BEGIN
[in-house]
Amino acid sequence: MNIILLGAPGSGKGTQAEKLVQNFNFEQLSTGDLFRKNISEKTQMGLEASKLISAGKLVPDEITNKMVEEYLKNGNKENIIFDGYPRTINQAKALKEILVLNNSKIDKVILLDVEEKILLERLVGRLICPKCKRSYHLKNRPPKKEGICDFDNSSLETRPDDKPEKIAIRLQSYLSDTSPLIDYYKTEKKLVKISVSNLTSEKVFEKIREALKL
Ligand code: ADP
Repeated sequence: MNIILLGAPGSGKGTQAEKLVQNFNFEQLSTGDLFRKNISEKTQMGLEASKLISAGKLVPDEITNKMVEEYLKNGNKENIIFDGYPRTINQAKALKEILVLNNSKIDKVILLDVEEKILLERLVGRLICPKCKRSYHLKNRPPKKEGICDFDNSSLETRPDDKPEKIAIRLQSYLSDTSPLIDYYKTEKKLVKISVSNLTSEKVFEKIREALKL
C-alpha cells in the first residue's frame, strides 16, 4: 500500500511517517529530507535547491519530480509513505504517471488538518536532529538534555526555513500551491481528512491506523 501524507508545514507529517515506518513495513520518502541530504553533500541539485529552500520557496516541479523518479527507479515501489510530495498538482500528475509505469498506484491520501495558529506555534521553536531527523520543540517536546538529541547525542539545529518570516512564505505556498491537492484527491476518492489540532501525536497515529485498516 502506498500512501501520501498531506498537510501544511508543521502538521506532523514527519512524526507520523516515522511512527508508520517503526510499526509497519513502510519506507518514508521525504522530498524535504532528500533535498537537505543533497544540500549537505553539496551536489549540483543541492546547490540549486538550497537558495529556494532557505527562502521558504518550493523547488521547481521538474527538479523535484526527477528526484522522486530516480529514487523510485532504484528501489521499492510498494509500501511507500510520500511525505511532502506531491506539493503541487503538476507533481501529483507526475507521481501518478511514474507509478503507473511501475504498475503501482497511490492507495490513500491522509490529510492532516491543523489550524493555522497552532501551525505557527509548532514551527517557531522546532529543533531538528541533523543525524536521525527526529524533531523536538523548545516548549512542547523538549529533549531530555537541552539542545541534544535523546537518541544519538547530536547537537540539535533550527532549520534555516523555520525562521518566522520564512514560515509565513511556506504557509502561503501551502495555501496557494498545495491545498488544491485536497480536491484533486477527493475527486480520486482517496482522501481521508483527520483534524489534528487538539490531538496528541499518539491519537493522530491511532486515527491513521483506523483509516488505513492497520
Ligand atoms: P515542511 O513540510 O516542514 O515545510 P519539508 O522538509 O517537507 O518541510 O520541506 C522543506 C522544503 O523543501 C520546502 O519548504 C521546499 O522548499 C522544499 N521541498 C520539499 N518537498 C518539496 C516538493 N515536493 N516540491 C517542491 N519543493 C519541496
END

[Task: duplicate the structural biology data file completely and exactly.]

[in-house]
Amino acid sequence: MNIILLGAPGSGKGTQAEKLVQNFNFEQLSTGDLFRKNISEKTQMGLEASKLISAGKLVPDEITNKMVEEYLKNGNKENIIFDGYPRTINQAKALKEILVLNNSKIDKVILLDVEEKILLERLVGRLICPKCKRSYHLKNRPPKKEGICDFDNSSLETRPDDKPEKIAIRLQSYLSDTSPLIDYYKTEKKLVKISVSNLTSEKVFEKIREALKL
Ligand code: ADP
Repeated sequence: MNIILLGAPGSGKGTQAEKLVQNFNFEQLSTGDLFRKNISEKTQMGLEASKLISAGKLVPDEITNKMVEEYLKNGNKENIIFDGYPRTINQAKALKEILVLNNSKIDKVILLDVEEKILLERLVGRLICPKCKRSYHLKNRPPKKEGICDFDNSSLETRPDDKPEKIAIRLQSYLSDTSPLIDYYKTEKKLVKISVSNLTSEKVFEKIREALKL
C-alpha cells in the first residue's frame, strides 16, 4: 500500500511517517529530507535547491519530480509513505504517471488538518536532529538534555526555513500551491481528512491506523 501524507508545514507529517515506518513495513520518502541530504553533500541539485529552500520557496516541479523518479527507479515501489510530495498538482500528475509505469498506484491520501495558529506555534521553536531527523520543540517536546538529541547525542539545529518570516512564505505556498491537492484527491476518492489540532501525536497515529485498516 502506498500512501501520501498531506498537510501544511508543521502538521506532523514527519512524526507520523516515522511512527508508520517503526510499526509497519513502510519506507518514508521525504522530498524535504532528500533535498537537505543533497544540500549537505553539496551536489549540483543541492546547490540549486538550497537558495529556494532557505527562502521558504518550493523547488521547481521538474527538479523535484526527477528526484522522486530516480529514487523510485532504484528501489521499492510498494509500501511507500510520500511525505511532502506531491506539493503541487503538476507533481501529483507526475507521481501518478511514474507509478503507473511501475504498475503501482497511490492507495490513500491522509490529510492532516491543523489550524493555522497552532501551525505557527509548532514551527517557531522546532529543533531538528541533523543525524536521525527526529524533531523536538523548545516548549512542547523538549529533549531530555537541552539542545541534544535523546537518541544519538547530536547537537540539535533550527532549520534555516523555520525562521518566522520564512514560515509565513511556506504557509502561503501551502495555501496557494498545495491545498488544491485536497480536491484533486477527493475527486480520486482517496482522501481521508483527520483534524489534528487538539490531538496528541499518539491519537493522530491511532486515527491513521483506523483509516488505513492497520
Ligand atoms: P515542511 O513540510 O516542514 O515545510 P519539508 O522538509 O517537507 O518541510 O520541506 C522543506 C522544503 O523543501 C520546502 O519548504 C521546499 O522548499 C522544499 N521541498 C520539499 N518537498 C518539496 C516538493 N515536493 N516540491 C517542491 N519543493 C519541496